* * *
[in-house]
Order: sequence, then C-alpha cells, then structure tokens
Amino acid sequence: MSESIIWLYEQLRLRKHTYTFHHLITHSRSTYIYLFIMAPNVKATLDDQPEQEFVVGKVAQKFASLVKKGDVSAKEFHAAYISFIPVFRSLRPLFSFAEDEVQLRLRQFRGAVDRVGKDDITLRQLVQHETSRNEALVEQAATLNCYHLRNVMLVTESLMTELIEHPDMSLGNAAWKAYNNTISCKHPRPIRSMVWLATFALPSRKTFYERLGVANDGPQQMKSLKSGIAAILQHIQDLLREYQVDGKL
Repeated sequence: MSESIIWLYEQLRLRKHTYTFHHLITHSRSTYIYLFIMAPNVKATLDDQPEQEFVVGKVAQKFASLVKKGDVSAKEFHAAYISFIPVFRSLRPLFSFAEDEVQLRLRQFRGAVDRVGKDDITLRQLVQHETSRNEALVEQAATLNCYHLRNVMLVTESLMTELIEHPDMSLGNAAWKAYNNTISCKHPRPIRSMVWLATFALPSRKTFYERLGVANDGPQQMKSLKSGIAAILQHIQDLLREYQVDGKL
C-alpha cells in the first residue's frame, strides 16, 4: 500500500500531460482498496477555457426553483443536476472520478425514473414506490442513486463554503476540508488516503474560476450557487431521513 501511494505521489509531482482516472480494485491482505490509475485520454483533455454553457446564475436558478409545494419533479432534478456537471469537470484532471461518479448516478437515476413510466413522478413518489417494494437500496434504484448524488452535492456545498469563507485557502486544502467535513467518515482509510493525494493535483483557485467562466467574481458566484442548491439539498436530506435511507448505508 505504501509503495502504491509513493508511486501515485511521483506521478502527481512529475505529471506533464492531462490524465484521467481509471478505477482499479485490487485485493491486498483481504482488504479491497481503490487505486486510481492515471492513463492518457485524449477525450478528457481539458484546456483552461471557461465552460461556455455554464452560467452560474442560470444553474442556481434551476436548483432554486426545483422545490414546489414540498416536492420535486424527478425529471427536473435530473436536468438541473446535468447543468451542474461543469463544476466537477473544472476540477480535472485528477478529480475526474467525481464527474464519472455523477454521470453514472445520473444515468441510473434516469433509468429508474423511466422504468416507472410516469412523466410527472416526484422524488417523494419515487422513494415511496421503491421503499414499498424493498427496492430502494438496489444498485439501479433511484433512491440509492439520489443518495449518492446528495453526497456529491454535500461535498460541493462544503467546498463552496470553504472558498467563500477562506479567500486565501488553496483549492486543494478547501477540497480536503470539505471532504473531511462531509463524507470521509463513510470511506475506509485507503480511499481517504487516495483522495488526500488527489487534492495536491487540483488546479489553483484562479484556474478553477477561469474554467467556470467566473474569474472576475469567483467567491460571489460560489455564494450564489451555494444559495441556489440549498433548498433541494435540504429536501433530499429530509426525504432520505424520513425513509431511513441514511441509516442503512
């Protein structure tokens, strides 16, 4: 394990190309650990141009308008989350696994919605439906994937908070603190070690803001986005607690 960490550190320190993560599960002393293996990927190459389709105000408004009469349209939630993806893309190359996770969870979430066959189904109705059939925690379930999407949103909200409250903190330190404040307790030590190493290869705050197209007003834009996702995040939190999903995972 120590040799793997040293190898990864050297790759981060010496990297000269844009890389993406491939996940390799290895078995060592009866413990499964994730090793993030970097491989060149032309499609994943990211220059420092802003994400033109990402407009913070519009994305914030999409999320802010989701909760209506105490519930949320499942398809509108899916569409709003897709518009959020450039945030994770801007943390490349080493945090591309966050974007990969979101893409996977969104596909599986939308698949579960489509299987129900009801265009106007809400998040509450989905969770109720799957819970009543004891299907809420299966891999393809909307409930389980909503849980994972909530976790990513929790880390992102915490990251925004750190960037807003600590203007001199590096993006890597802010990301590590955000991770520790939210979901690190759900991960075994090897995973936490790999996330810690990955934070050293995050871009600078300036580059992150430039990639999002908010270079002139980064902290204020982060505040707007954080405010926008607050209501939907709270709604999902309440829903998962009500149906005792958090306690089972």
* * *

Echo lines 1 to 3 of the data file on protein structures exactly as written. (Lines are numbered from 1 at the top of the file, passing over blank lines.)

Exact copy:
[in-house]
Order: sequence, then C-alpha cells, then structure tokens
Amino acid sequence: MSESIIWLYEQLRLRKHTYTFHHLITHSRSTYIYLFIMAPNVKATLDDQPEQEFVVGKVAQKFASLVKKGDVSAKEFHAAYISFIPVFRSLRPLFSFAEDEVQLRLRQFRGAVDRVGKDDITLRQLVQHETSRNEALVEQAATLNCYHLRNVMLVTESLMTELIEHPDMSLGNAAWKAYNNTISCKHPRPIRSMVWLATFALPSRKTFYERLGVANDGPQQMKSLKSGIAAILQHIQDLLREYQVDGKL